On his return from Varanasi, SRK went to the pilgrim centre of Vicharnag, near Srinagar. In Kashmiri 'nag' means a spring and 'vichar' is to contemplate. It was at Vichar Nag that scholars and saints would assemble for discussions and debates on the Shastras and for exchanging ideas on religious and philosophical matters. The annual pilgrimage to Vichar Nag used to take place on the full moon day of Chaitra. Staying there for seven years, SRK took to sadhana or spiritual discipline. At the end of the sadhana, Maharaja Ranbir Singh sought him out and appointed him as the President of his Vidya Vilas Sabha (the assembly of scholars) and the Principal of the Sanskrit Mahavidyala, founded by him at Bagh- e-Dilawar Khan, not far from Vichar Nag.

SRK constructed a house for himself in the Drabiyar locality of Srinagar, and this house is said to stand there even today. His wife Poshmal Ded was a deeply religious lady. She used to go Hari Parbat every day without fail and take a five mile circumambulatory round of the shrine. In fact their second child, Daya Ram was born near the Sharika Devi shrine while she was on her morning round of worship. Daya Ram turned out to be a great Sanskrit scholar and so did Damodar who followed him.

Under the influence of Shams-ud-Din Iraqi, a bigot from Iraq who persecuted Hindus in Kashmir in large numbers, Sultan Fateh Shah had vandalised the shrine of Chakreshwari at Hari Parbat, Srinagar destroying the idols installed there. SRK traced out and collected the broken parts of the idols and the shrine, assembled these and reconstructed the shrine of Chakreshwari during Maharaja Ranbir Singh's rule.

In 'Niti Kalpalata', one of the books that SRK wrote, it is stated that he also authored nine other Sanskrit works including the Rajataragini Sangraha, Kashmir Tirtha Sangraha, Pancha Sahayek Vivarnam and Gita Vyakhya Sahibi. His erudition, particularly his intimate knowledge of the history and geography of Kashmir left two western orientalists, Aurel Stein and George Buhler, greatly impressed. In the second volume of his translation of the Rajataringini, Stein observes that SRK was "undoubtedly the foremost among the Kashmirian Sanskrit scholars of the last few". His 'Kashmir Tirtha Sangraha', an abstract of information about the ancient shrines of Kashmir, and his commentary on these, proved extremely useful to Stein, and other scholars too, in locating and identifying many places, and in establishing correct historical dates.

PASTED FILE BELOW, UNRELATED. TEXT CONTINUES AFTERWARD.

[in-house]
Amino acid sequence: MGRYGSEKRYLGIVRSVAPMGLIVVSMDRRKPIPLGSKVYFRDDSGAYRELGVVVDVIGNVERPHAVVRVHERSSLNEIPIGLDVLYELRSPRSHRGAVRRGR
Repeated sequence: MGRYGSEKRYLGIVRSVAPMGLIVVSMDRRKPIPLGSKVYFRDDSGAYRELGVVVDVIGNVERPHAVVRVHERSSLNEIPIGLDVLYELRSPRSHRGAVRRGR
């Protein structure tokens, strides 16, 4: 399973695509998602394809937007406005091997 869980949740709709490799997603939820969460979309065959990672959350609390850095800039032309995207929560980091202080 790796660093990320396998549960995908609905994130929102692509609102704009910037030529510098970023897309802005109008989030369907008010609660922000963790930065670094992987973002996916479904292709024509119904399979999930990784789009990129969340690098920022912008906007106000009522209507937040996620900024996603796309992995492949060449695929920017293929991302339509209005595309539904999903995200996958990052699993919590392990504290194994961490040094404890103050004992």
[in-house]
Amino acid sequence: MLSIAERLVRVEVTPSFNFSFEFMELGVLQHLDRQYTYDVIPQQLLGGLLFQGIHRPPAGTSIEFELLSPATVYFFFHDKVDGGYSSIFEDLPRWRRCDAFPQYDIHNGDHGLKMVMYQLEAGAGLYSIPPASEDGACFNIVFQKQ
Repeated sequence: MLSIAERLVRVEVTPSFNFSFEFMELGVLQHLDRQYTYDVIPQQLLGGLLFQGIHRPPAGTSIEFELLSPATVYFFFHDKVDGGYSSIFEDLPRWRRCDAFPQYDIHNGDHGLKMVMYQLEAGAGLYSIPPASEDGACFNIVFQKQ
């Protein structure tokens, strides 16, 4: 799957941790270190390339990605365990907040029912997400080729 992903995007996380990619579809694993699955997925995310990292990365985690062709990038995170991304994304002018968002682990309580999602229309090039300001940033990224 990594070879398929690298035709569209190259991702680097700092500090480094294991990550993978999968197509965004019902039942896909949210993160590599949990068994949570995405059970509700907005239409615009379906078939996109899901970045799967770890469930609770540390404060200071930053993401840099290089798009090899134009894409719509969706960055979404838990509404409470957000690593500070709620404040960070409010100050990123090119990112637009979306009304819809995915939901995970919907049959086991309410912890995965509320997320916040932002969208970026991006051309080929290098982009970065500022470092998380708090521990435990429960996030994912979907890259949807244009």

Writes Buhler in his famous Report of 1878: "Pandit Saheb Ram appears to have been deeply versed in the Shastras and the ancient history of his country." Buhler states further that "Saheb Ram possessed a very intimate acquaintance with Kashmirian history. Saheb Ram's explanatory treatises and abstract on the manuscripts of Nilamata Purana and other works, will enable us to restore the text and explain its meaning with greater accuracy than ever before". Unfortunately, SRK's attempt at editing and restoring the text of the Nilamata, was not allowed to be published. Had it been, it would have been the first example of textual editing by a Kashmiri scholar. According to Buhler, SRK's corrections and explanations, his attempt to "fill up all the lacunae, to expand all obscure passages and remove, as far as possible, the ungrammatical forms, prove clearly that Pandit Saheb Ram's restoration is correct in substance and that Kalhana took over some portion of his narrative almost literally from the Purana."

SRK's Niti Kalpalata, which was published in two parts, is a book on polity. It seeks to describe the basic elements that are essential for a successful polity. It was Saheb Ram's knowledge of this subject that must have impressed Maharaja Ranbir Singh. In fact SRK's books reflect his wide range of knowledge of a variety of subjects. No wonder that many Indian scholars have praised SRK without any reservation for his academic accomplishments.

Inputs by Dr. Dhani Ram Shastri ]

SourceUnmesh - Monthly Newsletter of  N.S. Kashmir Research Institute